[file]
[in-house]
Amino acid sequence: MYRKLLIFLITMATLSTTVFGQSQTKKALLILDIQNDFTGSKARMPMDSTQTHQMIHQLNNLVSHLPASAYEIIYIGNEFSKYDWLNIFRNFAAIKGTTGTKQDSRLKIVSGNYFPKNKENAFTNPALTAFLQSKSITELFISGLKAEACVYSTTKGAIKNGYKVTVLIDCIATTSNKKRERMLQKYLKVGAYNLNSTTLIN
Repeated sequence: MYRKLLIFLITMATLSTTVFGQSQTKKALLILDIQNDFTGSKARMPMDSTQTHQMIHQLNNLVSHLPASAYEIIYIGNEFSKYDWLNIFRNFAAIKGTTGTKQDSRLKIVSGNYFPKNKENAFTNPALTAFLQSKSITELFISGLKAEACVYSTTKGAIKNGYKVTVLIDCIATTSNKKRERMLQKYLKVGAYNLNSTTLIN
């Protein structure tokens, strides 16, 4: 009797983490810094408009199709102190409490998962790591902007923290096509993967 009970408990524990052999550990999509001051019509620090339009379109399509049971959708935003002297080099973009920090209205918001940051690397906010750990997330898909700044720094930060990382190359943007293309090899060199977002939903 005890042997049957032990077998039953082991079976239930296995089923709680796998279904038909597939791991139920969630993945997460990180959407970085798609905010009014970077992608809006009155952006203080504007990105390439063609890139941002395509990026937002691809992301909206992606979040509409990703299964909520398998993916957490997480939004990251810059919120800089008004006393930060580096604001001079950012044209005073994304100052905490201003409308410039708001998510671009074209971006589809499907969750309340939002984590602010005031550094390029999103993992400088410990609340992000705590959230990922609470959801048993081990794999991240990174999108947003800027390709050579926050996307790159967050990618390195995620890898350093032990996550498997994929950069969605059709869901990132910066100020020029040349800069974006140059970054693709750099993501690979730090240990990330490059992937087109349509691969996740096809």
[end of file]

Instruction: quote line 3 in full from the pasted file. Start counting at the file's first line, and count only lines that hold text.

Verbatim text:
Repeated sequence: MYRKLLIFLITMATLSTTVFGQSQTKKALLILDIQNDFTGSKARMPMDSTQTHQMIHQLNNLVSHLPASAYEIIYIGNEFSKYDWLNIFRNFAAIKGTTGTKQDSRLKIVSGNYFPKNKENAFTNPALTAFLQSKSITELFISGLKAEACVYSTTKGAIKNGYKVTVLIDCIATTSNKKRERMLQKYLKVGAYNLNSTTLIN